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210142 UE Qualitative Comparative Research (2020W)

9.00 ECTS (2.00 SWS), SPL 21 - Politikwissenschaft
Continuous assessment of course work

Die Lehrformate für das WS (digital, hybrid, vor Ort) befinden sich in Entwicklung. Die Lehrenden werden die geplante Organisationsform und Lehrmethodik auf ufind und Moodle bekannt geben. Aufgrund von Covid19 muss mit kurzfristigen Änderungen in Richtung digitaler Lehre gerechnet werden.

Nicht-prüfungsimmanente (n-pi) Lehrveranstaltung. Eine Anmeldung über u:space ist erforderlich. Mit der Anmeldung werden Sie automatisch für die entsprechende Moodle-Plattform freigeschaltet. Vorlesungen unterliegen keinen Zugangsbeschränkungen.

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Mit der Teilnahme an der Lehrveranstaltung verpflichten Sie sich zur Einhaltung der Standards guter wissenschaftlicher Praxis. Schummelversuche und erschlichene Prüfungsleistungen führen zur Nichtbewertung der Lehrveranstaltung (Eintragung eines 'X' im Sammelzeugnis).


Note: The time of your registration within the registration period has no effect on the allocation of places (no first come, first served).


max. 35 participants
Language: English


Classes (iCal) - next class is marked with N

Friday 09.10. 09:45 - 16:30 Seminarraum 1 (S1), NIG 2. Stock
Friday 23.10. 09:45 - 16:30 Seminarraum 1 (S1), NIG 2. Stock
Friday 06.11. 09:45 - 16:30 Seminarraum 1 (S1), NIG 2. Stock
Friday 20.11. 09:45 - 16:30 Seminarraum 1 (S1), NIG 2. Stock
Friday 04.12. 09:45 - 16:30 Seminarraum 1 (S1), NIG 2. Stock


Aims, contents and method of the course

This course provides an introduction to Qualitative Comparative Analysis (QCA). QCA is a case-oriented comparative research method, which is gaining popularity in political science and beyond. It has been developed by the American sociologist Charles C. Ragin since the 1980s and is based on set theory, a branch of mathematical logic.

QCA is a method of analysis that explains social phenomena through configurations of necessary and sufficient causal conditions. It draws on comparative evidence and is considered to occupy a middle ground between in-depth ‘small-N’ research and quantitative 'Large-N' research.

The present course is a ‘crash course’ in QCA, which introduces participants to core concepts and terminology as well as to a software package. Students analyse examples of QCA-based empirical research and devise a simple study in the spirit of QCA, which they write up in the form of a term paper.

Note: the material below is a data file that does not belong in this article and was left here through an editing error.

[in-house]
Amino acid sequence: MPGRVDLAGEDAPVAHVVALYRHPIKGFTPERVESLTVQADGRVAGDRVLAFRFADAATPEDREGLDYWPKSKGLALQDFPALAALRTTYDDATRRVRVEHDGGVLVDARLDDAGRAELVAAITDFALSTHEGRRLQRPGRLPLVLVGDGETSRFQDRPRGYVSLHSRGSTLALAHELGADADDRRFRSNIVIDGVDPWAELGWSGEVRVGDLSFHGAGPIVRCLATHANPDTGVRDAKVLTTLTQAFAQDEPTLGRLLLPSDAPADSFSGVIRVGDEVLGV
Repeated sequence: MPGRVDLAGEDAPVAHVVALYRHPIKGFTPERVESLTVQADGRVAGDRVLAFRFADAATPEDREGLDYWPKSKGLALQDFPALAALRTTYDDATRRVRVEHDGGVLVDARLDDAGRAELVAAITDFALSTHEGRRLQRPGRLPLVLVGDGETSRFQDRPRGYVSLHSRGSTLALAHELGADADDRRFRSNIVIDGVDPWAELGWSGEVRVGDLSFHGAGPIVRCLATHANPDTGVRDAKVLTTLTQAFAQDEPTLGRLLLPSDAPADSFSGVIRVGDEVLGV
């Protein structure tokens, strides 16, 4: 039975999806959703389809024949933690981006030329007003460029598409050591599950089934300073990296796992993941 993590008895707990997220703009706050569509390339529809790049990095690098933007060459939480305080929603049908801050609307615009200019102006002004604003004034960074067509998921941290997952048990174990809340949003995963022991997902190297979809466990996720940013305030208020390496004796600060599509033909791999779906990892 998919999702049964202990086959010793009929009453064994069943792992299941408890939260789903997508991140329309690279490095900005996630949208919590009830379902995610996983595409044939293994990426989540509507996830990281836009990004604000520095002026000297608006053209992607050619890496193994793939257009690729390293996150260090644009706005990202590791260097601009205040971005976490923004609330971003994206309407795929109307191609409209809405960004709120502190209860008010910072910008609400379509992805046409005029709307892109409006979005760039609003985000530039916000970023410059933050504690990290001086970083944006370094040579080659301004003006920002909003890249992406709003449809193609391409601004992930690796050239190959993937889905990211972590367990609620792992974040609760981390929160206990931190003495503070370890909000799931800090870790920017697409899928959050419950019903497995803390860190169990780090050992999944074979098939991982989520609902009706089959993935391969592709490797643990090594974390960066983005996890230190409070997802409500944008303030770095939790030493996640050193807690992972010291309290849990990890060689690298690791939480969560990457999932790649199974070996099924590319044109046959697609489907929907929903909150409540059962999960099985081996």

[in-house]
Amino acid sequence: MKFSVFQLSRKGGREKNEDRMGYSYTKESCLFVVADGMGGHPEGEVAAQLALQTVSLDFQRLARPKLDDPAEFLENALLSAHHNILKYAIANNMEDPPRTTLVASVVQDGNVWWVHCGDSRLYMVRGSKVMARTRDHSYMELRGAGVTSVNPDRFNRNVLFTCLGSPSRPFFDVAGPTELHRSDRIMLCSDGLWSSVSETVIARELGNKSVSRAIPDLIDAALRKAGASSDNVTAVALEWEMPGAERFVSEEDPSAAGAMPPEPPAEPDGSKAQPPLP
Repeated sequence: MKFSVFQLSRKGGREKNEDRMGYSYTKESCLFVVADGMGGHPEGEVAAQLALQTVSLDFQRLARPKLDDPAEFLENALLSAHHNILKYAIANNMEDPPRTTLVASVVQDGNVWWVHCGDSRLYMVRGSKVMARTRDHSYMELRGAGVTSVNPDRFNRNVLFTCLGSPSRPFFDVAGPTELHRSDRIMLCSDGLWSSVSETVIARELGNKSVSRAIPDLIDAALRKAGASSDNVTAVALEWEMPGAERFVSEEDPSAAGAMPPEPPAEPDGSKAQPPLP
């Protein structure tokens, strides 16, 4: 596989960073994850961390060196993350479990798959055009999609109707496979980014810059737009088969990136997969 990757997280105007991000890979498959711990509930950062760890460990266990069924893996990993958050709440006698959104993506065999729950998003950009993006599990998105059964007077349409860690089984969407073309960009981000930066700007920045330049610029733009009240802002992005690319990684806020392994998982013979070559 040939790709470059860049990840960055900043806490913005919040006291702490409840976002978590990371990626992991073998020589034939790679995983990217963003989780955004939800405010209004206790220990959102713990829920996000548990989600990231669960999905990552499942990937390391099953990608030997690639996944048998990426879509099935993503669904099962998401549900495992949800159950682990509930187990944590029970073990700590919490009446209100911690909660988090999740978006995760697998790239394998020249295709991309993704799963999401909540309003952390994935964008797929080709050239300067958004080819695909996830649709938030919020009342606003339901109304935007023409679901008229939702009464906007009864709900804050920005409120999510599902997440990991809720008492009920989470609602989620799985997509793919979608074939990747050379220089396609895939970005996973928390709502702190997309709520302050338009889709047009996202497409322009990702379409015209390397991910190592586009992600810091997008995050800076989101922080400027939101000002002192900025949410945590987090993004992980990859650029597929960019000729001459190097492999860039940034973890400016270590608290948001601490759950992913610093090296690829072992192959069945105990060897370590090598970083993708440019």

The course will be taught remotely via video conferences at the scheduled seminar hours. Participants can interact via videoconference, live chat and a Moodle forum. All assessments will be carried out digitally and study materials will be made available via Moodle.
Office hours will be held remotely via videoconference.

Assessment and permitted materials

Continuous assessment of student performance via multiple deliverables:

Written assignments:
• Summaries of core readings (20%)
• Term paper (50%)

Oral assignments (via video conference):
• Presentation of an empirical paper (15%)
• Presentation of an outline of the term paper (15%)

To participate meaningfully in this course, students require a PC or Laptop and a reliable Internet connection.

Minimum requirements and assessment criteria

This course is part of the mini-curriculum 'Qualitative Methods in Empirical Research'. (See https://politikwissenschaft.univie.ac.at/studium/erweiterungscurricula-politikwissenschaft/erweiterungscurriculum-qualitative-methoden-in-der-empirischen-forschung/). To enrol, students must have completed module 1 of the curriculum.

To pass, students must deliver all of the tasks specified above (see 'assessment'). The final grade is based on a weighted assessment of all deliverables. Detailed criteria for the assessment will be announced in the first session.

Attendance via video-conference is compulsory. The course is run in the form of blocked long sessions; a maximum of two hours (120 min) can be missed with the exception of the first session, which cannot be missed.

Teaching and readings are in English and students must be able to both give a presentation and prepare a term paper in English. The course will appeal to students who enjoy thinking about questions of causality in a formal-logical framework. No prior methods knowledge is assumed.

Examination topics

See assessment.

Reading list

Required reading:

• Ragin, C. & Amoroso, L. (2011). "Using Comparative Methods to Study Diversity". In: Constructing Social Research: The Unity and Diversity of Method. Thousand Oaks and London: Sage. 2nd Edition. pp 135-161.

• Selected sections from:

• Schneider, C. & Wagemann, C. (2012) Set-Theoretic Methods for the Social Sciences: A guide to qualitative comparative analysis. Cambridge: Cambridge University Press.

• Selected empirical papers.

Recommended reading and resources:

• Ragin, C. (2014) The Comparative Method: Moving Beyond Qualitative and Quantitative Strategies. Berkeley and Los Angeles: University of California Press.

• Ragin, C. (2008) Redesigning Social Inquiry: Fuzzy Sets and Beyond. Chicago and London: University of Chicago Press.


Association in the course directory

Last modified: Tu 20.10.2020 21:09